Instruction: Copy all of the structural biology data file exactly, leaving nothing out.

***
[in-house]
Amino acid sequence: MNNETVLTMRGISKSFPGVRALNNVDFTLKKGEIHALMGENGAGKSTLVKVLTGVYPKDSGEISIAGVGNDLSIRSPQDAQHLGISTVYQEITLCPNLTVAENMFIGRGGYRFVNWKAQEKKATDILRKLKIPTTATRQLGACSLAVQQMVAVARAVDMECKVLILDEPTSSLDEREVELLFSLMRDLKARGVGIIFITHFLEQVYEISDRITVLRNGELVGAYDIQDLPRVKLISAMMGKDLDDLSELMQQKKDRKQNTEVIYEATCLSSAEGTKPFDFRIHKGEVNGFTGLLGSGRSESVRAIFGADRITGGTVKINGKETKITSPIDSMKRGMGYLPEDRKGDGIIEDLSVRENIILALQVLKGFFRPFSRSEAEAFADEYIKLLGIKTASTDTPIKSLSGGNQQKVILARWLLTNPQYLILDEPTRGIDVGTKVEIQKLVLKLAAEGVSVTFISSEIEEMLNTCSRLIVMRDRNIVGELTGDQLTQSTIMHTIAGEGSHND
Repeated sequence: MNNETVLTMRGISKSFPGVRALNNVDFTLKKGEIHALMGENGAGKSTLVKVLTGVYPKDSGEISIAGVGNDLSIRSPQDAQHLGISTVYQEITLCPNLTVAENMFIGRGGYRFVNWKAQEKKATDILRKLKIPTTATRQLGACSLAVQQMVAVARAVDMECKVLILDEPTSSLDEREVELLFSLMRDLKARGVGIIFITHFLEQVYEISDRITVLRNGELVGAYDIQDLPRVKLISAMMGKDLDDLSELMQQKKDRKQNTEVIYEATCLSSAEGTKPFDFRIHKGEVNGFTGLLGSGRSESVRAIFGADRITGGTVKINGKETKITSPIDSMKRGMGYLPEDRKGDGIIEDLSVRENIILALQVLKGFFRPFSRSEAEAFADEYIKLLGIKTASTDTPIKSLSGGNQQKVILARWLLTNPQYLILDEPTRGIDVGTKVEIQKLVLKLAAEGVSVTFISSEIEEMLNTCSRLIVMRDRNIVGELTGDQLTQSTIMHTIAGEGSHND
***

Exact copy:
[in-house]
Amino acid sequence: MNNETVLTMRGISKSFPGVRALNNVDFTLKKGEIHALMGENGAGKSTLVKVLTGVYPKDSGEISIAGVGNDLSIRSPQDAQHLGISTVYQEITLCPNLTVAENMFIGRGGYRFVNWKAQEKKATDILRKLKIPTTATRQLGACSLAVQQMVAVARAVDMECKVLILDEPTSSLDEREVELLFSLMRDLKARGVGIIFITHFLEQVYEISDRITVLRNGELVGAYDIQDLPRVKLISAMMGKDLDDLSELMQQKKDRKQNTEVIYEATCLSSAEGTKPFDFRIHKGEVNGFTGLLGSGRSESVRAIFGADRITGGTVKINGKETKITSPIDSMKRGMGYLPEDRKGDGIIEDLSVRENIILALQVLKGFFRPFSRSEAEAFADEYIKLLGIKTASTDTPIKSLSGGNQQKVILARWLLTNPQYLILDEPTRGIDVGTKVEIQKLVLKLAAEGVSVTFISSEIEEMLNTCSRLIVMRDRNIVGELTGDQLTQSTIMHTIAGEGSHND
Repeated sequence: MNNETVLTMRGISKSFPGVRALNNVDFTLKKGEIHALMGENGAGKSTLVKVLTGVYPKDSGEISIAGVGNDLSIRSPQDAQHLGISTVYQEITLCPNLTVAENMFIGRGGYRFVNWKAQEKKATDILRKLKIPTTATRQLGACSLAVQQMVAVARAVDMECKVLILDEPTSSLDEREVELLFSLMRDLKARGVGIIFITHFLEQVYEISDRITVLRNGELVGAYDIQDLPRVKLISAMMGKDLDDLSELMQQKKDRKQNTEVIYEATCLSSAEGTKPFDFRIHKGEVNGFTGLLGSGRSESVRAIFGADRITGGTVKINGKETKITSPIDSMKRGMGYLPEDRKGDGIIEDLSVRENIILALQVLKGFFRPFSRSEAEAFADEYIKLLGIKTASTDTPIKSLSGGNQQKVILARWLLTNPQYLILDEPTRGIDVGTKVEIQKLVLKLAAEGVSVTFISSEIEEMLNTCSRLIVMRDRNIVGELTGDQLTQSTIMHTIAGEGSHND